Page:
Under the Skylights by Henry Blake Fuller
The Downfall of Abner Joyce
The clear, placid weather had been waiting several days for Sunday to come and possess it, and now Sunday was here. The young people stood bareheaded on the porch and looked down toward the village.
"Do I hear the church bells?" asked Abner. He was a punctilious observer of Sabbath ordinances and always reached a state of subdued inner bustle shortly after the finish of the Sunday breakfast.
"We sometimes make them out," replied Stephen Giles, "when the wind happens to blow right."
"We are all going down this morning, I suppose?" observed Abner, confidently taking the initiative.
"I expect so," replied Giles.
"Count me out," said Clytie.
"You do not go to church?" asked Abner.
"You have no religion?"
"Yes, I have," replied Clytie, with much pomp: "the religion of humanity."
"You run and get your things on," said Medora. "You'll find as much humanity at the First Church as you will anywhere else."
The party set out in two vehicles. Old Mr. Giles drove one and the "hired man" the other. Clytie, despite her best endeavours to go in company with Bond, found herself associated with Abner, and a spirit of unchristian perversity took complete possession of her.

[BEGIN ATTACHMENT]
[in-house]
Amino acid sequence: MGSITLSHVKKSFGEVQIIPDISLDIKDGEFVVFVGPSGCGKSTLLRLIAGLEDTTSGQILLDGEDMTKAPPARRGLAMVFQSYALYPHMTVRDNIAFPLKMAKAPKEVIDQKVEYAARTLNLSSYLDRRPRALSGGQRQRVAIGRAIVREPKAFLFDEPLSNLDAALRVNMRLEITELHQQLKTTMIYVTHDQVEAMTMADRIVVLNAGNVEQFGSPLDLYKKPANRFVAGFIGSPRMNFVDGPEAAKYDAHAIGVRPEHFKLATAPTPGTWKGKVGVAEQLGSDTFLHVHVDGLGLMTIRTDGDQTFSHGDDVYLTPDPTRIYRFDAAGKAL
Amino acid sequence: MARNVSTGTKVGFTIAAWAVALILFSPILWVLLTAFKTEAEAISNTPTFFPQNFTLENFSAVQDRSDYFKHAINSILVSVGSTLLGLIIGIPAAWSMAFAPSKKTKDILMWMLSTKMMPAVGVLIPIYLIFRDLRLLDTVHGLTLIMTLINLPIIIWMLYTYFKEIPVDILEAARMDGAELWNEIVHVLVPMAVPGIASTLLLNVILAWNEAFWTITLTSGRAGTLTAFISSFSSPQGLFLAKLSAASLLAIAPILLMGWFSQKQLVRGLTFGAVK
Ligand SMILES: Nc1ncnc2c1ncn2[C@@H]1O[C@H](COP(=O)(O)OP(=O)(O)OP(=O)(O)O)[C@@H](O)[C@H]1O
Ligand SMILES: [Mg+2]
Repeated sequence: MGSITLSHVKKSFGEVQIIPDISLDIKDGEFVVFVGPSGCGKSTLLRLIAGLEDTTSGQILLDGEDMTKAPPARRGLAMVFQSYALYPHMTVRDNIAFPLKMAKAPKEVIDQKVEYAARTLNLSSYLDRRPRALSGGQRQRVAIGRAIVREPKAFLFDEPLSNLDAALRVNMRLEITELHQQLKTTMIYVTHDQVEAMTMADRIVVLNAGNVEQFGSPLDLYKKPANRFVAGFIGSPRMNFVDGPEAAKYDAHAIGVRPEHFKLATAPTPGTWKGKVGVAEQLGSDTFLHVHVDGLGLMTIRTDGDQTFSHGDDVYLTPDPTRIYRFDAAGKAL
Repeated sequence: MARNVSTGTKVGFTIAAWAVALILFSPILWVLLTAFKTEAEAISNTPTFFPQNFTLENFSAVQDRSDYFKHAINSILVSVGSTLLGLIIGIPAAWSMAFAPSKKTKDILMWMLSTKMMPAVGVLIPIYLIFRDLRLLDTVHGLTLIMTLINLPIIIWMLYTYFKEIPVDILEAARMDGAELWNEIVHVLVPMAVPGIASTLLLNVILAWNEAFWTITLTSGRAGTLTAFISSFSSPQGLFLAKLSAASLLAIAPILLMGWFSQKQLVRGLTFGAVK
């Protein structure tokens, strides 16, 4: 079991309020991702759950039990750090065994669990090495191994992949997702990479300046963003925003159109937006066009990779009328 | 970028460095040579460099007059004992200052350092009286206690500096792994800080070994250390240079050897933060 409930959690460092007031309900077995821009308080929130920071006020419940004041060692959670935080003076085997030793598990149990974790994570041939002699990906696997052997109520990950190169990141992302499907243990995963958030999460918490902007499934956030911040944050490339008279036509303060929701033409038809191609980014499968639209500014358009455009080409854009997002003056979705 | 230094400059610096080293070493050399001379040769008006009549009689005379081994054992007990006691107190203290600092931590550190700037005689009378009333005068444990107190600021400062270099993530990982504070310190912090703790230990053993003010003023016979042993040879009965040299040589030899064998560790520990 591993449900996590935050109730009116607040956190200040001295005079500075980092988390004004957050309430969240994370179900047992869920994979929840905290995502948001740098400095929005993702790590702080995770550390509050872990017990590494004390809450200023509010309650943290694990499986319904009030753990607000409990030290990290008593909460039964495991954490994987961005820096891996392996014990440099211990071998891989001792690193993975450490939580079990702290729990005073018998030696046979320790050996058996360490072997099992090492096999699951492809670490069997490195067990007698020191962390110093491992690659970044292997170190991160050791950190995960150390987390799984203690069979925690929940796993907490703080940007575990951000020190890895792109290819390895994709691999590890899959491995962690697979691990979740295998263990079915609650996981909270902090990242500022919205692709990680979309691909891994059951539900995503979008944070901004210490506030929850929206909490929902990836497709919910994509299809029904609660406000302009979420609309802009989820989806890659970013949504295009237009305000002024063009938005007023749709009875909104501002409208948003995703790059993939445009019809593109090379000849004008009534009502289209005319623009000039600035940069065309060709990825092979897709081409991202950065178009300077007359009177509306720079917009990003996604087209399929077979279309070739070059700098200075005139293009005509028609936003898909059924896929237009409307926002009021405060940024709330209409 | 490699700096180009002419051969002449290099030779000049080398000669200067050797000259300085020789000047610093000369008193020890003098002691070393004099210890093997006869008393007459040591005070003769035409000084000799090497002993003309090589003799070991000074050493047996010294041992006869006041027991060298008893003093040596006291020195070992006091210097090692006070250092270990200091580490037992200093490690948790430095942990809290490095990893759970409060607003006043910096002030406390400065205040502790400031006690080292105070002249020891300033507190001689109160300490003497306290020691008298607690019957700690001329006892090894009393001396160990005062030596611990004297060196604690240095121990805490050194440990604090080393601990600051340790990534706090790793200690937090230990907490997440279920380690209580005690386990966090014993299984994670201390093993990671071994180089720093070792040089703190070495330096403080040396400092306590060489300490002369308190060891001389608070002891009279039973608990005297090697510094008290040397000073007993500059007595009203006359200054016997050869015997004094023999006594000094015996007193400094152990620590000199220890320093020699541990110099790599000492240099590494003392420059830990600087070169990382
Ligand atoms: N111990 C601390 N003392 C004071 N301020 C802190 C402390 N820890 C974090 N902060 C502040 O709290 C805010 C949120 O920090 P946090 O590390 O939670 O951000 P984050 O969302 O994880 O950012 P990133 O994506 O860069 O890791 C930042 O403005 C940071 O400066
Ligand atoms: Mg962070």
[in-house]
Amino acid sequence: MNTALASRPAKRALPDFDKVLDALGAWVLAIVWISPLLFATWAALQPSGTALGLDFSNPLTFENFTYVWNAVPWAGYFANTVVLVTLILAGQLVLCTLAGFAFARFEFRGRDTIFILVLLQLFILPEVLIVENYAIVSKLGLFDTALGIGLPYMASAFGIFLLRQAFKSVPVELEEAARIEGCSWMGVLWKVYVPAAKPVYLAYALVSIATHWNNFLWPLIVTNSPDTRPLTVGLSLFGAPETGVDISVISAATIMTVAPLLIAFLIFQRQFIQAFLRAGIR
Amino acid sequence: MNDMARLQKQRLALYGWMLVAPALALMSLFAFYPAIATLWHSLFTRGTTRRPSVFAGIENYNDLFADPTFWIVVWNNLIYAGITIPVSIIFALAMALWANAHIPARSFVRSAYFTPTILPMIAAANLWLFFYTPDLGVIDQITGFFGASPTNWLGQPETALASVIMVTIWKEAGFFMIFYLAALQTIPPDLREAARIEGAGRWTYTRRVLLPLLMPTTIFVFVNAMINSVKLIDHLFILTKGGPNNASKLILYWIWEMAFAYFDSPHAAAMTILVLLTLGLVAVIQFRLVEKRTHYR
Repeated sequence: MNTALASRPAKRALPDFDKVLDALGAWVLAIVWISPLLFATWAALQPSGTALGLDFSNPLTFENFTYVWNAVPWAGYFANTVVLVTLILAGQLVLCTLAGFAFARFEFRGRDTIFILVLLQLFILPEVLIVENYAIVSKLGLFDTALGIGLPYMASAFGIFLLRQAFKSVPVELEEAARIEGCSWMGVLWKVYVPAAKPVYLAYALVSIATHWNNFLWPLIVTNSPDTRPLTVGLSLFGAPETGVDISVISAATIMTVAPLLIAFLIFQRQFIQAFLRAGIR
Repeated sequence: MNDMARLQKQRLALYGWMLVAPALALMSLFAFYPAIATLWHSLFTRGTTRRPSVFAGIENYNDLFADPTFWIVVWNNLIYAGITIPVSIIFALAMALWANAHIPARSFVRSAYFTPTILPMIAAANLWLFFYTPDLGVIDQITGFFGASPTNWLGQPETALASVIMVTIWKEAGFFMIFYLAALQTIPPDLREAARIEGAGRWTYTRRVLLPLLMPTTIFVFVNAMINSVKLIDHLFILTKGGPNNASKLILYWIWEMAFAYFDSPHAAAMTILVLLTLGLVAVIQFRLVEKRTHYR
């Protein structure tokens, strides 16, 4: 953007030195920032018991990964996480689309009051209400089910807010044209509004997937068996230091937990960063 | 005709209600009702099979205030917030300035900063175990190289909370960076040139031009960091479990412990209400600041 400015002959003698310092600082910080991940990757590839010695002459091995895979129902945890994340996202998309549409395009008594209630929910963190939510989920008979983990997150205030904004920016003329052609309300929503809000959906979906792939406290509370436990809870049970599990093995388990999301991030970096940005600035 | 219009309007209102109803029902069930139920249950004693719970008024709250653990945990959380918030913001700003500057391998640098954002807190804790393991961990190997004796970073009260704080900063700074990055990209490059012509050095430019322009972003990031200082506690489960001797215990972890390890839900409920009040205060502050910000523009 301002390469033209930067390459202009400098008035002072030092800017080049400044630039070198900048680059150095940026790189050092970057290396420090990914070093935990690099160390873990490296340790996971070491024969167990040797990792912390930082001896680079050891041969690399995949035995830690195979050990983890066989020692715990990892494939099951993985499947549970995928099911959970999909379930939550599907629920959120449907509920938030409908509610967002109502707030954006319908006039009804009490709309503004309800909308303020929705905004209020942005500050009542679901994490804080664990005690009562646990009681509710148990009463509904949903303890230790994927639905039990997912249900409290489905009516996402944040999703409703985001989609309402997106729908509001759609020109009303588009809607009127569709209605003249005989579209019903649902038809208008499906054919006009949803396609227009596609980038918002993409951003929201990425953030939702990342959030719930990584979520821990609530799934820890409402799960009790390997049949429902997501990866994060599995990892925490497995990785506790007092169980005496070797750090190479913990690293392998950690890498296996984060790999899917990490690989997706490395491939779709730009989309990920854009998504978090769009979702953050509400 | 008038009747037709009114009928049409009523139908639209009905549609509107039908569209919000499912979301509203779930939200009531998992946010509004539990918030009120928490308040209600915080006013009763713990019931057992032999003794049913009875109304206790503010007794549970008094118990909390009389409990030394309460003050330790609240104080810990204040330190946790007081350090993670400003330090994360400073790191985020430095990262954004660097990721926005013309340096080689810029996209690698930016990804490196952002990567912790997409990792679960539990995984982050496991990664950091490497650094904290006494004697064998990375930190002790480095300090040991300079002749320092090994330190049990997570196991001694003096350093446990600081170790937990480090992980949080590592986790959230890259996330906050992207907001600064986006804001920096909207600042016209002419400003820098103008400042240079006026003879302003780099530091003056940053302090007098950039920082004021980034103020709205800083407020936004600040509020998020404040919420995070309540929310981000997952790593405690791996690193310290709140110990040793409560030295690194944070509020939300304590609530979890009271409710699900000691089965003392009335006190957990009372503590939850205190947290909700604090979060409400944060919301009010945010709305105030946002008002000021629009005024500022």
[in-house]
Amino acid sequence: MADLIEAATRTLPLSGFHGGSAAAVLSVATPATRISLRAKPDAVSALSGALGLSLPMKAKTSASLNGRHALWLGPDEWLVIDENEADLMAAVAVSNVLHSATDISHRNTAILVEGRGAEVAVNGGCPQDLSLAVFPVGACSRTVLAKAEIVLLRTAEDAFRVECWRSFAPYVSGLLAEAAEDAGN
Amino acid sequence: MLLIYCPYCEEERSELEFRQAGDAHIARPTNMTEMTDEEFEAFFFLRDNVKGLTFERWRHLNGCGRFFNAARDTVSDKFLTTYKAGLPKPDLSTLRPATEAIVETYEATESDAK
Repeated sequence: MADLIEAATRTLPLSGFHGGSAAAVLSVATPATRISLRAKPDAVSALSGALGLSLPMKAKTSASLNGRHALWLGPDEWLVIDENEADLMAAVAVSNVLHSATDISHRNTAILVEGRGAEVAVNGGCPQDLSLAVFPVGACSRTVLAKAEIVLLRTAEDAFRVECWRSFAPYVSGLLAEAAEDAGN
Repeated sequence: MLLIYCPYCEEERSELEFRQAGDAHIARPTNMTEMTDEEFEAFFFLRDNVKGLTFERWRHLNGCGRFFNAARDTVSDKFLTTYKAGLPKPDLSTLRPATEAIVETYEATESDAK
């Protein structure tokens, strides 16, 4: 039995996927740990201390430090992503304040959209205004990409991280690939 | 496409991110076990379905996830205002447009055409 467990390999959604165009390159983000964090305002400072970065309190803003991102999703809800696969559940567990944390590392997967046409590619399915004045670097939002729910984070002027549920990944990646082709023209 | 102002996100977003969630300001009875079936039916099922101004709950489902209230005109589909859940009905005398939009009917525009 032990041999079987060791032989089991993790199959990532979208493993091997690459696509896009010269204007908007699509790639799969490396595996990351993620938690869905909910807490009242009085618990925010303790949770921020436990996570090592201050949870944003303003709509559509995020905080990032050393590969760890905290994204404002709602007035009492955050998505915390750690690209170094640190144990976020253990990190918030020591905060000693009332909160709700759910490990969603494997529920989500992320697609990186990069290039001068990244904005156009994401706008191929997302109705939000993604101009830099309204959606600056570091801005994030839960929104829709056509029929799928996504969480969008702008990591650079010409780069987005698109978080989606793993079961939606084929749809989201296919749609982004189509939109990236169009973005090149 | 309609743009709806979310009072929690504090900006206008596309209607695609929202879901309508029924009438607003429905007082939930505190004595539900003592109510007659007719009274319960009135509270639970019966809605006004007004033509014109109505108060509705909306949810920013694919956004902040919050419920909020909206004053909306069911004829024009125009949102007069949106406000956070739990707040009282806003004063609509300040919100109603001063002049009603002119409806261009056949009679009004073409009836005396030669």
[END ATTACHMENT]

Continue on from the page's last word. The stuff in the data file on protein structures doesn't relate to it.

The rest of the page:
She cast her eye about, viewing the prosperous country-side, the well-kept farms, the modest comfort symbolized in her host's equipage itself.
"You're a great sufferer, Mr. Giles," she said suddenly; "aren't you?"
The old gentleman let the lines fall slackly on the fat backs of his sleek horses. "How? What's that?"
"I say you're a great sufferer. You're a downtrodden slave."
"Why, am I? How do you make that out?"
"Well, if you don't know without having it explained to you! The world is against you--it's making a doormat of you."
Medora looked askant. What was the child up to now?
"Poor father," she said. "If he hasn't found it out yet, don't tell him."
"No wonder he hasn't found it out," returned Clytie, making a sudden veer. "Is he suffering for lack of fresh air and pure water? And does he have to pay an extra price for sunlight? And must he herd in a filthy slum full of awful plumbing and crowded by more awful neighbours? Does he have to put up with municipal neglect and corruption, and worry along on make-believe milk and doctored bread and adulterated medicines, and endure long hours in unsanitary places under a tyrannical foreman and in constant dread of fines----?"
Abner was beginning to shift uneasily upon his seat. "Clytie, please!" said Medora, laying her hand upon the other's.
"Well, they're realities!" declared Clytie stoutly.
"They're not my realities," growled Abner, without turning round.
"Can we pick and choose our realities?" asked Clytie sharply. "Well, if you are at liberty to pick yours, I am at liberty to pick mine. Yes, sir, I'll go to that settlement right after New-Year's, and I'll have a class in basket-making and hammock-weaving before I'm a month older."
"It will take more than basket-making to set the world right," said Abner.
"Basket-making is enough to teach boys the use of their hands and to keep them off the street at night," sputtered Clytie.